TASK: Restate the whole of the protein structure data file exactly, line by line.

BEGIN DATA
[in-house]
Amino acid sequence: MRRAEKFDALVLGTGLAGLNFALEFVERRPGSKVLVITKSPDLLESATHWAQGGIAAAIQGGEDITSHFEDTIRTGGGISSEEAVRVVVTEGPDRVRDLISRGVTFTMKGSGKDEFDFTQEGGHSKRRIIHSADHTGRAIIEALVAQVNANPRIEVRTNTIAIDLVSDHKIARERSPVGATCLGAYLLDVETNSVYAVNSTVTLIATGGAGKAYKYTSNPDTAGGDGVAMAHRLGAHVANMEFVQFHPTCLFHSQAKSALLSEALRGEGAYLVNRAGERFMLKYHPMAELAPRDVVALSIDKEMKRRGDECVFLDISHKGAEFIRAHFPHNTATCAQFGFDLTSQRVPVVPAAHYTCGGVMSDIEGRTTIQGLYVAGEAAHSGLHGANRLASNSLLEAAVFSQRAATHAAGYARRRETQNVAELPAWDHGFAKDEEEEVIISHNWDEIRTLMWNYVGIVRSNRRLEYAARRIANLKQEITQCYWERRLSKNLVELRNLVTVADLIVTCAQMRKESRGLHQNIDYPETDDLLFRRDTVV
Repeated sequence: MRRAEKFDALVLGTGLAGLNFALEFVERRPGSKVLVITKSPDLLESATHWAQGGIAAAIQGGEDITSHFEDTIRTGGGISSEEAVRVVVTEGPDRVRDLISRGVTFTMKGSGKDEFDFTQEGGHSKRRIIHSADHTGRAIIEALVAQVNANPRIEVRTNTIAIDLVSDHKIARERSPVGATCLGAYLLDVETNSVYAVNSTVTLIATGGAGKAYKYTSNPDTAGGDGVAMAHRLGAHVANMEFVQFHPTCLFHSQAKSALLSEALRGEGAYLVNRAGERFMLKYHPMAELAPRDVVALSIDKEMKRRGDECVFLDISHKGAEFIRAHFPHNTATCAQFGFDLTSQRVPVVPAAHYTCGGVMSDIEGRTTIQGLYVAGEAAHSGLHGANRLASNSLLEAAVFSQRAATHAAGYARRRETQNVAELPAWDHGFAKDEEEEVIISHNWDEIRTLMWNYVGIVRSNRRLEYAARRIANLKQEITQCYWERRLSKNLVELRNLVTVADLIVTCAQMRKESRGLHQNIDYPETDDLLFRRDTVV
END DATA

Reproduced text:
[in-house]
Amino acid sequence: MRRAEKFDALVLGTGLAGLNFALEFVERRPGSKVLVITKSPDLLESATHWAQGGIAAAIQGGEDITSHFEDTIRTGGGISSEEAVRVVVTEGPDRVRDLISRGVTFTMKGSGKDEFDFTQEGGHSKRRIIHSADHTGRAIIEALVAQVNANPRIEVRTNTIAIDLVSDHKIARERSPVGATCLGAYLLDVETNSVYAVNSTVTLIATGGAGKAYKYTSNPDTAGGDGVAMAHRLGAHVANMEFVQFHPTCLFHSQAKSALLSEALRGEGAYLVNRAGERFMLKYHPMAELAPRDVVALSIDKEMKRRGDECVFLDISHKGAEFIRAHFPHNTATCAQFGFDLTSQRVPVVPAAHYTCGGVMSDIEGRTTIQGLYVAGEAAHSGLHGANRLASNSLLEAAVFSQRAATHAAGYARRRETQNVAELPAWDHGFAKDEEEEVIISHNWDEIRTLMWNYVGIVRSNRRLEYAARRIANLKQEITQCYWERRLSKNLVELRNLVTVADLIVTCAQMRKESRGLHQNIDYPETDDLLFRRDTVV
Repeated sequence: MRRAEKFDALVLGTGLAGLNFALEFVERRPGSKVLVITKSPDLLESATHWAQGGIAAAIQGGEDITSHFEDTIRTGGGISSEEAVRVVVTEGPDRVRDLISRGVTFTMKGSGKDEFDFTQEGGHSKRRIIHSADHTGRAIIEALVAQVNANPRIEVRTNTIAIDLVSDHKIARERSPVGATCLGAYLLDVETNSVYAVNSTVTLIATGGAGKAYKYTSNPDTAGGDGVAMAHRLGAHVANMEFVQFHPTCLFHSQAKSALLSEALRGEGAYLVNRAGERFMLKYHPMAELAPRDVVALSIDKEMKRRGDECVFLDISHKGAEFIRAHFPHNTATCAQFGFDLTSQRVPVVPAAHYTCGGVMSDIEGRTTIQGLYVAGEAAHSGLHGANRLASNSLLEAAVFSQRAATHAAGYARRRETQNVAELPAWDHGFAKDEEEEVIISHNWDEIRTLMWNYVGIVRSNRRLEYAARRIANLKQEITQCYWERRLSKNLVELRNLVTVADLIVTCAQMRKESRGLHQNIDYPETDDLLFRRDTVV